Usually St. Patrick’s Day and spring feel a little bit closer to each other than they do this year. We’ve still got a good three inches of snow/ice on the ground, but we must still celebrate the green, right?
One of the most interesting things I’ve ever heard about St. Patrick, I learned while visiting Ireland a few years ago with my family. I had been unaware that Irish raiders had invaded Britain in the late 5th century and had taken Patrick captive at the age of sixteen. The isolation of this experience is said to have resulted in a strengthening of his faith, to which he turned for solace and hope.
After six years of slavery, he escaped and trekked 200 miles across Ireland to return to Britain. Shortly thereafter, he had a vision in which he felt he was being called to go back to Ireland–the very land that had once enslaved him–as a missionary. And this is the crazy part, he doesn’t appear to have freaked out or begged God to change his mind. He spends the next decade or more studying to become a priest, and upon completing his training, he returns to Ireland for the rest of his life, telling the Irish about God’s love and baptizing thousands of converts. Brave or stupid?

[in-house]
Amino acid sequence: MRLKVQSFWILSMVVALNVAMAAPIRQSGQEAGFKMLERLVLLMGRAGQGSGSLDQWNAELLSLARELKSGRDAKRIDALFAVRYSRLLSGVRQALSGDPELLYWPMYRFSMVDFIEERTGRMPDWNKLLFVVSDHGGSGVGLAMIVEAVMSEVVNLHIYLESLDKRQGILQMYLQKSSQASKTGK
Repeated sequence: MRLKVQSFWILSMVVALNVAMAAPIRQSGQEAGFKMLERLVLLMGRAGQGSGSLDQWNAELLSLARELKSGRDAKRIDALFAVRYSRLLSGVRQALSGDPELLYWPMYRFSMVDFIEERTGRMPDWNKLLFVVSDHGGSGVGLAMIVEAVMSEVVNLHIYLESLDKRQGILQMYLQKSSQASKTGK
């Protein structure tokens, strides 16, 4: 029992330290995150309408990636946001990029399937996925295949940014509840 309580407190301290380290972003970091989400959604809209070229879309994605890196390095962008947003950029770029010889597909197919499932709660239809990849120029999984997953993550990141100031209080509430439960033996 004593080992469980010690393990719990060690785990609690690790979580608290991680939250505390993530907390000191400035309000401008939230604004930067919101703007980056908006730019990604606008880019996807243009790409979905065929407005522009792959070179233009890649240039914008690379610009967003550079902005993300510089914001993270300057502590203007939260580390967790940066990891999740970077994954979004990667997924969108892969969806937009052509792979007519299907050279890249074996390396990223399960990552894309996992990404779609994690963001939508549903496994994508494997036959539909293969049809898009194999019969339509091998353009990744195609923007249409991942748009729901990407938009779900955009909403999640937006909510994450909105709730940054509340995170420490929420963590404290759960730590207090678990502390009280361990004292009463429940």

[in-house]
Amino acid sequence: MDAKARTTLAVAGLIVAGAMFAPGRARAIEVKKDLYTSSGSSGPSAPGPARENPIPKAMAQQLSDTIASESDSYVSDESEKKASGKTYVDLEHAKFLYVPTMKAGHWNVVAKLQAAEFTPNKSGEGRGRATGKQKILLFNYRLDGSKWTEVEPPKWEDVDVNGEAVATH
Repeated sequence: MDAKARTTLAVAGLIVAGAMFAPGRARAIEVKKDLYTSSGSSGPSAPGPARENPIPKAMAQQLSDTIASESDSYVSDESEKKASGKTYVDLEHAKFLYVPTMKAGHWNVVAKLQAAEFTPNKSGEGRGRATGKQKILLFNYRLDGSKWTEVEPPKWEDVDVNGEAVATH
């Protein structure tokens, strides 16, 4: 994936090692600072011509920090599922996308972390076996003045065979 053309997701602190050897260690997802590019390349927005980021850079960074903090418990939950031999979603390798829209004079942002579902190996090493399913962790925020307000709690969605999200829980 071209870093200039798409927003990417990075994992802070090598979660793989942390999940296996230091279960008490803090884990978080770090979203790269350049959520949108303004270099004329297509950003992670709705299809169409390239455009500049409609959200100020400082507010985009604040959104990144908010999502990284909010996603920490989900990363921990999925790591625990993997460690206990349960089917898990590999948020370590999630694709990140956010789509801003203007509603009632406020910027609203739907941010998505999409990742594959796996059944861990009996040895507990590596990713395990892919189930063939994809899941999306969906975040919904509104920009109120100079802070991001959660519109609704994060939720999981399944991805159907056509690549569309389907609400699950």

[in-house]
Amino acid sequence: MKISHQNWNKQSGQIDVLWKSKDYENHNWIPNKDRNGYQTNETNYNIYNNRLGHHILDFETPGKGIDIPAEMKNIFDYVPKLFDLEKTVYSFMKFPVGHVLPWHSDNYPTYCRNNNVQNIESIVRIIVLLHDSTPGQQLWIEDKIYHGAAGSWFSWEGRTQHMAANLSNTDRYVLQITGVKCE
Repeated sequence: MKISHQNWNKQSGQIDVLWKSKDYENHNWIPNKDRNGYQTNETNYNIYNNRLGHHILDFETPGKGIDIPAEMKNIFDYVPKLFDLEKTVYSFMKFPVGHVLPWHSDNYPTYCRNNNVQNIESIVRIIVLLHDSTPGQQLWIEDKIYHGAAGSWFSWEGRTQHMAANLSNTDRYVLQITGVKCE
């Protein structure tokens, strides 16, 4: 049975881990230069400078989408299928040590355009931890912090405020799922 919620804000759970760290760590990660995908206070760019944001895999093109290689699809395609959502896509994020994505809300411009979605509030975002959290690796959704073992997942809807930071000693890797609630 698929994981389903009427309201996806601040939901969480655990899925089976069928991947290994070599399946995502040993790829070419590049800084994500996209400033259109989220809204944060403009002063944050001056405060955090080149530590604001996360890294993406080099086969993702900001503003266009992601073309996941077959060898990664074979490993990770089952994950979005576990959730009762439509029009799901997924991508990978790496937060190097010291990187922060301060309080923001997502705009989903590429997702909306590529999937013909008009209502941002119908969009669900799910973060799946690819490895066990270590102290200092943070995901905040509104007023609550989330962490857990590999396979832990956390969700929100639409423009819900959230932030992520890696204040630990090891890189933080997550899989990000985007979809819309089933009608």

Because I’ve always thought of St. Patrick as Irish, this didn’t seem like such a big deal to me at first. I thought it was more about him going “home.” But Ireland wasn’t his home! His story is the equivalent of a Mexican being sold into slavery in the US (we had a case of this here in Albany), who then escapes back to Mexico, only to return later to minister God’s love to Americans. Seems pretty amazing to me. Once I got back to my home country, I think I’d probably want to stay put, and it might take me a whole lifetime to forgive the people who enslaved me.
But it seems like God gave Patrick a love for the Irish. Patrick forgave his Irish captors and returned to share the precious gift of faith with them, in accordance with the scripture: “Forgive as the Lord forgave you (Colossians 3:13).” He is certainly a role model who has stood the test of time.